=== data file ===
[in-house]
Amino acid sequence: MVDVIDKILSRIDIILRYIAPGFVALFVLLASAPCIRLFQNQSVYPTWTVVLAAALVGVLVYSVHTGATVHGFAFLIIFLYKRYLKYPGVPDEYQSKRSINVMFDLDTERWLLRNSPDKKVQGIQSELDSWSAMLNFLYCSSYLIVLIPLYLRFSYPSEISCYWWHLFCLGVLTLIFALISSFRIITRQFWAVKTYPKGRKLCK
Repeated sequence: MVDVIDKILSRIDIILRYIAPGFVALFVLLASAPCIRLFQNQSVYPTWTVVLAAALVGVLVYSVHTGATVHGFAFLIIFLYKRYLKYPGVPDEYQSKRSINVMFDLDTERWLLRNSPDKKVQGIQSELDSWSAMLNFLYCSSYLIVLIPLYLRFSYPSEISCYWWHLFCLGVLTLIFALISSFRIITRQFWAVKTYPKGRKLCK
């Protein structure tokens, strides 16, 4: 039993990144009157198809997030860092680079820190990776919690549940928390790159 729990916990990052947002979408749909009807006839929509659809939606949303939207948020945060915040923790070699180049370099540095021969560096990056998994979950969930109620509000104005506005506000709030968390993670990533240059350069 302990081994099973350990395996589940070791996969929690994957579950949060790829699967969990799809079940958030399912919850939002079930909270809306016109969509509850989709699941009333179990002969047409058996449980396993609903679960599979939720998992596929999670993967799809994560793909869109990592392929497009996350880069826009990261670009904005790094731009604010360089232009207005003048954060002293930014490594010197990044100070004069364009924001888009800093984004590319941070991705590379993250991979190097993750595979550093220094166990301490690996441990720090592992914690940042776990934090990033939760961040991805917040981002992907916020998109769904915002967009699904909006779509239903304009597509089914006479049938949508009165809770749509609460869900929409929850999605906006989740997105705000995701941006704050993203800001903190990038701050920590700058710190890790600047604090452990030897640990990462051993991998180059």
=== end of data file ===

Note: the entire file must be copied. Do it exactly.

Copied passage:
[in-house]
Amino acid sequence: MVDVIDKILSRIDIILRYIAPGFVALFVLLASAPCIRLFQNQSVYPTWTVVLAAALVGVLVYSVHTGATVHGFAFLIIFLYKRYLKYPGVPDEYQSKRSINVMFDLDTERWLLRNSPDKKVQGIQSELDSWSAMLNFLYCSSYLIVLIPLYLRFSYPSEISCYWWHLFCLGVLTLIFALISSFRIITRQFWAVKTYPKGRKLCK
Repeated sequence: MVDVIDKILSRIDIILRYIAPGFVALFVLLASAPCIRLFQNQSVYPTWTVVLAAALVGVLVYSVHTGATVHGFAFLIIFLYKRYLKYPGVPDEYQSKRSINVMFDLDTERWLLRNSPDKKVQGIQSELDSWSAMLNFLYCSSYLIVLIPLYLRFSYPSEISCYWWHLFCLGVLTLIFALISSFRIITRQFWAVKTYPKGRKLCK
């Protein structure tokens, strides 16, 4: 039993990144009157198809997030860092680079820190990776919690549940928390790159 729990916990990052947002979408749909009807006839929509659809939606949303939207948020945060915040923790070699180049370099540095021969560096990056998994979950969930109620509000104005506005506000709030968390993670990533240059350069 302990081994099973350990395996589940070791996969929690994957579950949060790829699967969990799809079940958030399912919850939002079930909270809306016109969509509850989709699941009333179990002969047409058996449980396993609903679960599979939720998992596929999670993967799809994560793909869109990592392929497009996350880069826009990261670009904005790094731009604010360089232009207005003048954060002293930014490594010197990044100070004069364009924001888009800093984004590319941070991705590379993250991979190097993750595979550093220094166990301490690996441990720090592992914690940042776990934090990033939760961040991805917040981002992907916020998109769904915002967009699904909006779509239903304009597509089914006479049938949508009165809770749509609460869900929409929850999605906006989740997105705000995701941006704050993203800001903190990038701050920590700058710190890790600047604090452990030897640990990462051993991998180059």